14 December 2023
Burgundy Diaries – Day 8
By Jason Haynes, Burgundy Buyer
Pommard, Puligny-Montrachet, Volnay, Meursault
Day 8 began in Pommard with a visit to the young and energetic Joannès Violot-Guillemard, who joined the family domaine in the middle of the last decade and took over the reins in 2019. He works about 8 hectares organically, the split being about 75% red and 25% white.
He is a big fan of whole-bunch, being happy to use 100% if he feels the wine merits it. He described 2022 as being a bit of a mix of 2019 and 2020, though I would say it has just a touch more focus and freshness than those two excellent vintages. He is very much part of the new generation helping to put Pommard back in the spotlight, galvanised by the recent warmer vintages brought about by climate change. Undoubtedly a name to watch.
From there I headed south to Puligny-Montrachet for a superb and fascinating tasting with the very charming Franck Grux, technical Director at Olivier Leflaive. This Christmas, Franck will be hanging up his pipette after almost thirty years at Leflaive and passing it on to Solène Panigai. He will be sorely missed, having taken the estate to new heights during his time there. And what a final tasting this was: I tasted through 27 wines whilst Franck explained about either his work in the relevant vineyard or his relationship with the relevant vigneron if it was a non-domaine wine. A wonderful salty energy ran through almost all of the whites, and there were an awful lot of highlights. At the lower end, the new Montagny 1er Cru ‘Les Garchères’ was chalky and excellent, the Meursault ‘Meix Chavaux’ was as lovely as always, and the rare Chassagne 1er Cru ‘Clos St Marc’ was gorgeously energetic. I tasted the 1ers Crus Pulignys blind, and I had to admit that the Champgains really impressed me, though it was hard not to love Les Folatières. The four Grands Crus showed a seamless refinement and were a fitting epitaph to Franck’s work. They made a fine substitute for lunch!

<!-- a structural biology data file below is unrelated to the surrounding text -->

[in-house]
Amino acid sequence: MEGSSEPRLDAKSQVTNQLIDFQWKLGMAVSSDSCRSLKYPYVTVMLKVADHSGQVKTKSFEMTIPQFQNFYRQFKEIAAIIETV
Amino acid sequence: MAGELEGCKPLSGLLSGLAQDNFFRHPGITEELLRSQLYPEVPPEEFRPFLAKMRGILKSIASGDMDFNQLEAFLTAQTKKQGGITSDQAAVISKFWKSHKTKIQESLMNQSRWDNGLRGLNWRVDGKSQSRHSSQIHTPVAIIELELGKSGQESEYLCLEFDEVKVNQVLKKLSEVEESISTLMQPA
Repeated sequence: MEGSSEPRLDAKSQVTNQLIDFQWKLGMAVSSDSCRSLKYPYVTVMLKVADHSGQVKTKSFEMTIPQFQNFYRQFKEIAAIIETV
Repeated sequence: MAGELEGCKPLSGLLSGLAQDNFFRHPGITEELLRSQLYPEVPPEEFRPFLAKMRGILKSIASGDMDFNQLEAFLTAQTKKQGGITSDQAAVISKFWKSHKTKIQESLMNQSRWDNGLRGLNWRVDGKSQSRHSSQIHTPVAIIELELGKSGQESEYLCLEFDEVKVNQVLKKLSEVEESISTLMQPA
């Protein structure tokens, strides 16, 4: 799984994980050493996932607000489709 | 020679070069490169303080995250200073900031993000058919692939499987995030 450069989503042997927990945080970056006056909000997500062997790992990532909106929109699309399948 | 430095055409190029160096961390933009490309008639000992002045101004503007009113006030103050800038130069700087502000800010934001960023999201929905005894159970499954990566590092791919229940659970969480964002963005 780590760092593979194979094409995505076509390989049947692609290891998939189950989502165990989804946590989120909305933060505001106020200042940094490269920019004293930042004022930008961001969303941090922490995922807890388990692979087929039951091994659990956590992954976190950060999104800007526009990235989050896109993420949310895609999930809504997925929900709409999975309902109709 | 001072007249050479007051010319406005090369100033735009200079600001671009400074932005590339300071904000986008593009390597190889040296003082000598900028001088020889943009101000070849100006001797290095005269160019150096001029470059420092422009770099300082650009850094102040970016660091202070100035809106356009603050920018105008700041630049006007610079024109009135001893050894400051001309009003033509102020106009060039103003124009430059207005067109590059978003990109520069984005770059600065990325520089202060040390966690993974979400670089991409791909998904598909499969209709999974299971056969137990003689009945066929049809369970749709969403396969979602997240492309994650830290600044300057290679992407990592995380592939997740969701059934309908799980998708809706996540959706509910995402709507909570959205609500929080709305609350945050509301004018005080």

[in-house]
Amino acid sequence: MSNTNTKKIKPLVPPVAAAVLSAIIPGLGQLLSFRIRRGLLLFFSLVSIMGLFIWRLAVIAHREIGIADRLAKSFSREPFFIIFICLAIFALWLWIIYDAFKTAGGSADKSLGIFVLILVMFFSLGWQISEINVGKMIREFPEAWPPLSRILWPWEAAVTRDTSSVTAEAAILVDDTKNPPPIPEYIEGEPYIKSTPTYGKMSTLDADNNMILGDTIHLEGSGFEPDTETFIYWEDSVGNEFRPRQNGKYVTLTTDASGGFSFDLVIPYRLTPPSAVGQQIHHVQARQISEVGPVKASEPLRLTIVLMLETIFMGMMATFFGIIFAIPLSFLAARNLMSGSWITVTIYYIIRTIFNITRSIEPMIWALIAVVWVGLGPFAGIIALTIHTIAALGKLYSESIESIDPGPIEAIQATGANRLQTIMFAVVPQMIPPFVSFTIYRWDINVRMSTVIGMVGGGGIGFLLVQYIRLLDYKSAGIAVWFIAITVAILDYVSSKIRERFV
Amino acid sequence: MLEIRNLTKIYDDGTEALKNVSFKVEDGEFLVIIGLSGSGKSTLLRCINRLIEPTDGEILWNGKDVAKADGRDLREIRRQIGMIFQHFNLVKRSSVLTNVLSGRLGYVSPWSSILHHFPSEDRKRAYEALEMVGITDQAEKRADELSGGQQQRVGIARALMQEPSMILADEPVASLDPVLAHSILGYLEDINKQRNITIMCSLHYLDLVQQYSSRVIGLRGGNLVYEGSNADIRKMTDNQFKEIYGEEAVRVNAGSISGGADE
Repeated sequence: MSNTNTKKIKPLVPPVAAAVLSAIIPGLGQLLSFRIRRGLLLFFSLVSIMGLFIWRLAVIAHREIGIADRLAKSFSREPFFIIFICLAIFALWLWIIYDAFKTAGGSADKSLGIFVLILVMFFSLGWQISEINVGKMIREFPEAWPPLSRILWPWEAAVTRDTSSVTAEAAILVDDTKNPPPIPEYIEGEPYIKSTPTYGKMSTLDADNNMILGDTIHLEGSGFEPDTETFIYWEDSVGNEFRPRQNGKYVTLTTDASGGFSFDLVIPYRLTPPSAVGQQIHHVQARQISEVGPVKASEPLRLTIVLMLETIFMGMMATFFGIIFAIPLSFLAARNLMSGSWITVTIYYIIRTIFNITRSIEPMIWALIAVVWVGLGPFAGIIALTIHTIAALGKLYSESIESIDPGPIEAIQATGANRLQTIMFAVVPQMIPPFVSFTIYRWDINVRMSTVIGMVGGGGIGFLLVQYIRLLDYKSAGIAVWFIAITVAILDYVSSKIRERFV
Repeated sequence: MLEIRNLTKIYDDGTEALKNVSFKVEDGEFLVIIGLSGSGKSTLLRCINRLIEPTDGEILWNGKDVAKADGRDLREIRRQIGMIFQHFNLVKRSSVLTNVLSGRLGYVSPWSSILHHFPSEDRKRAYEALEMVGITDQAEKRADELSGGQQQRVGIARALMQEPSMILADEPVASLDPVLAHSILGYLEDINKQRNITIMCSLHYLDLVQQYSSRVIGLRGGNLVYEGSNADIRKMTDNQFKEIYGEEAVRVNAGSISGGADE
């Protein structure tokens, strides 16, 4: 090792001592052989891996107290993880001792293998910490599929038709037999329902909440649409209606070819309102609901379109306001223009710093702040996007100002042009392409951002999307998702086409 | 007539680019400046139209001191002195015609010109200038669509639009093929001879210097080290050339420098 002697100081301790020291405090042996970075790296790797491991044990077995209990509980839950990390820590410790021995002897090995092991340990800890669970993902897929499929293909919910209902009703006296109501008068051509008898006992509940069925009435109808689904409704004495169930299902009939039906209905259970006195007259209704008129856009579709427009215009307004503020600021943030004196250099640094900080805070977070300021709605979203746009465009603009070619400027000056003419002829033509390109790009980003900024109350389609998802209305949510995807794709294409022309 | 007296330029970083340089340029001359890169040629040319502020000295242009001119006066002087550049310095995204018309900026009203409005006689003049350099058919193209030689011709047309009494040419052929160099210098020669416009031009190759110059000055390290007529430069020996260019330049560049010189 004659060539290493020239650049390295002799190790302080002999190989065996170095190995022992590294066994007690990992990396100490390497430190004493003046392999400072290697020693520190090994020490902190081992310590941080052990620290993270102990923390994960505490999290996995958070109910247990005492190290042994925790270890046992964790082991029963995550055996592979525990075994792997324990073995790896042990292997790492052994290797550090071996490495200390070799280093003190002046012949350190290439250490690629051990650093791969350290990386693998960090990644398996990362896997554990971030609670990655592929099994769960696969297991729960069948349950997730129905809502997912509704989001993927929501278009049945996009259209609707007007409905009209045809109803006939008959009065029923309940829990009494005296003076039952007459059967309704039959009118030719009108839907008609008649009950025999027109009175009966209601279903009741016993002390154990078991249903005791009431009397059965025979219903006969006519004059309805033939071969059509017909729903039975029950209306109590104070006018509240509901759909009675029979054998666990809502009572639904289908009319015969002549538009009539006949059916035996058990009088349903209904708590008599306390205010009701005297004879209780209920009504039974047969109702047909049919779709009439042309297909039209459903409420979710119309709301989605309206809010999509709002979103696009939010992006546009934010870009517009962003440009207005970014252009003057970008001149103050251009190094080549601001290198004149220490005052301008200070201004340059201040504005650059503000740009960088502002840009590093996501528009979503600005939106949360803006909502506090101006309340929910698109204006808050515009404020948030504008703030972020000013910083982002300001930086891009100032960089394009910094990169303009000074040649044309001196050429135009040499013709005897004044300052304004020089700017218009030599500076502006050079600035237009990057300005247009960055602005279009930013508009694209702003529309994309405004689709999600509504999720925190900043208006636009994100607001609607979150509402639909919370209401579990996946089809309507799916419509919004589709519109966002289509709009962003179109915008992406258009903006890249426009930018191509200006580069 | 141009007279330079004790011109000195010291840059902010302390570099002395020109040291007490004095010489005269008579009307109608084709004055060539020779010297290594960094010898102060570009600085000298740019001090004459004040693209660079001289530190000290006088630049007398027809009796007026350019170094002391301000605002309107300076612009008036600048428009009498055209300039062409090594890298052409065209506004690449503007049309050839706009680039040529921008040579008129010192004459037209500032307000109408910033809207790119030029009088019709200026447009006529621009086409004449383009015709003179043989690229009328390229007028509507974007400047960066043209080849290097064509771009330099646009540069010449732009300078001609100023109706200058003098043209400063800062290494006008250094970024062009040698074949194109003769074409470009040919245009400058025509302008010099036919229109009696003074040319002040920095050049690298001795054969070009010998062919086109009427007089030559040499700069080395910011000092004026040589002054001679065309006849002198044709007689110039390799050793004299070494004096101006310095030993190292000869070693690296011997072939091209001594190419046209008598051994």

From one winemaker at the end of his career to one very much at the beginning of his, I then dropped in on Thibaud Clerget, who has 5 new hectares and a smart new tasting room to play with. Despite the generally bountiful nature of 2022, Thibaud kept his yields in check but pleasingly, with the new vineyards, there will be more wine available, which is a great relief following the minuscule amounts of wine produced in 2021. He used some whole bunches but did zero pigeages, sticking to one pumping over per day. There was some great refinement in these wines.
The day finished in Meursault with a visit to Arnaud and Catherine Tessier, a fun but hard-working couple who have been farming their 7.5 hectares together for the past 15 years. Some excellent Bourgognes here, showing real stoniness and saline qualities. There was also yet another fine example of Poruzots, though sadly the Genevrières is still ‘en vacances’, having been grubbed up and replanted.
Photography by Antoine Martel